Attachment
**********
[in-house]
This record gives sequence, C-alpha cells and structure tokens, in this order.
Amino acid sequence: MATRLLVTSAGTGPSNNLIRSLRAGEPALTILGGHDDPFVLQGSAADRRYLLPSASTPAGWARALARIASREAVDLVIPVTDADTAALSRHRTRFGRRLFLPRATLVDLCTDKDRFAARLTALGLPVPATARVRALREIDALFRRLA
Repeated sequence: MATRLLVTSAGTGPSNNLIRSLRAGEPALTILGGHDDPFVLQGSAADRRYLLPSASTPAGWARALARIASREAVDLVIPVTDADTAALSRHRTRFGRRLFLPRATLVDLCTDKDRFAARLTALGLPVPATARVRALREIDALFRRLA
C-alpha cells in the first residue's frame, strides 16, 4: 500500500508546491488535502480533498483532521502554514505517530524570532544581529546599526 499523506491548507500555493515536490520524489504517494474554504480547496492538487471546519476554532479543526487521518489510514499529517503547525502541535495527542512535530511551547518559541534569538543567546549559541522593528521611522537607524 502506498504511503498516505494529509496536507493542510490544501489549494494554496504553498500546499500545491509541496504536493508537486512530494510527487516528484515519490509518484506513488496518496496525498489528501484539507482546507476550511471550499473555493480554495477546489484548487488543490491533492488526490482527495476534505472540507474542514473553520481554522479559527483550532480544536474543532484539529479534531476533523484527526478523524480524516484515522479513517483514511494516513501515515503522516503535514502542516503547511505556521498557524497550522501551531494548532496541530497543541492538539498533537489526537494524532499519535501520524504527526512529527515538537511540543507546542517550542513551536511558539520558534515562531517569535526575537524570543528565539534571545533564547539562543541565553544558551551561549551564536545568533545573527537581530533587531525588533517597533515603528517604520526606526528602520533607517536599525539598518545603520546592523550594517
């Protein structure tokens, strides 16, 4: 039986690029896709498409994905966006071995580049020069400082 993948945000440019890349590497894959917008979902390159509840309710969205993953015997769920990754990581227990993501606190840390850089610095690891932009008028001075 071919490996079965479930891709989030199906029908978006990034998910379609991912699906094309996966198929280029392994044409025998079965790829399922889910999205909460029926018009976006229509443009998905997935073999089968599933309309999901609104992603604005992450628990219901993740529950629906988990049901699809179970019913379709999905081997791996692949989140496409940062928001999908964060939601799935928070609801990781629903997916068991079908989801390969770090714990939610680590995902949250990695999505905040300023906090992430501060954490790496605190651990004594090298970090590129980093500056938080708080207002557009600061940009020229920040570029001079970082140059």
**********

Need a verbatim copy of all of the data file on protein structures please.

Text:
[in-house]
This record gives sequence, C-alpha cells and structure tokens, in this order.
Amino acid sequence: MATRLLVTSAGTGPSNNLIRSLRAGEPALTILGGHDDPFVLQGSAADRRYLLPSASTPAGWARALARIASREAVDLVIPVTDADTAALSRHRTRFGRRLFLPRATLVDLCTDKDRFAARLTALGLPVPATARVRALREIDALFRRLA
Repeated sequence: MATRLLVTSAGTGPSNNLIRSLRAGEPALTILGGHDDPFVLQGSAADRRYLLPSASTPAGWARALARIASREAVDLVIPVTDADTAALSRHRTRFGRRLFLPRATLVDLCTDKDRFAARLTALGLPVPATARVRALREIDALFRRLA
C-alpha cells in the first residue's frame, strides 16, 4: 500500500508546491488535502480533498483532521502554514505517530524570532544581529546599526 499523506491548507500555493515536490520524489504517494474554504480547496492538487471546519476554532479543526487521518489510514499529517503547525502541535495527542512535530511551547518559541534569538543567546549559541522593528521611522537607524 502506498504511503498516505494529509496536507493542510490544501489549494494554496504553498500546499500545491509541496504536493508537486512530494510527487516528484515519490509518484506513488496518496496525498489528501484539507482546507476550511471550499473555493480554495477546489484548487488543490491533492488526490482527495476534505472540507474542514473553520481554522479559527483550532480544536474543532484539529479534531476533523484527526478523524480524516484515522479513517483514511494516513501515515503522516503535514502542516503547511505556521498557524497550522501551531494548532496541530497543541492538539498533537489526537494524532499519535501520524504527526512529527515538537511540543507546542517550542513551536511558539520558534515562531517569535526575537524570543528565539534571545533564547539562543541565553544558551551561549551564536545568533545573527537581530533587531525588533517597533515603528517604520526606526528602520533607517536599525539598518545603520546592523550594517
């Protein structure tokens, strides 16, 4: 039986690029896709498409994905966006071995580049020069400082 993948945000440019890349590497894959917008979902390159509840309710969205993953015997769920990754990581227990993501606190840390850089610095690891932009008028001075 071919490996079965479930891709989030199906029908978006990034998910379609991912699906094309996966198929280029392994044409025998079965790829399922889910999205909460029926018009976006229509443009998905997935073999089968599933309309999901609104992603604005992450628990219901993740529950629906988990049901699809179970019913379709999905081997791996692949989140496409940062928001999908964060939601799935928070609801990781629903997916068991079908989801390969770090714990939610680590995902949250990695999505905040300023906090992430501060954490790496605190651990004594090298970090590129980093500056938080708080207002557009600061940009020229920040570029001079970082140059």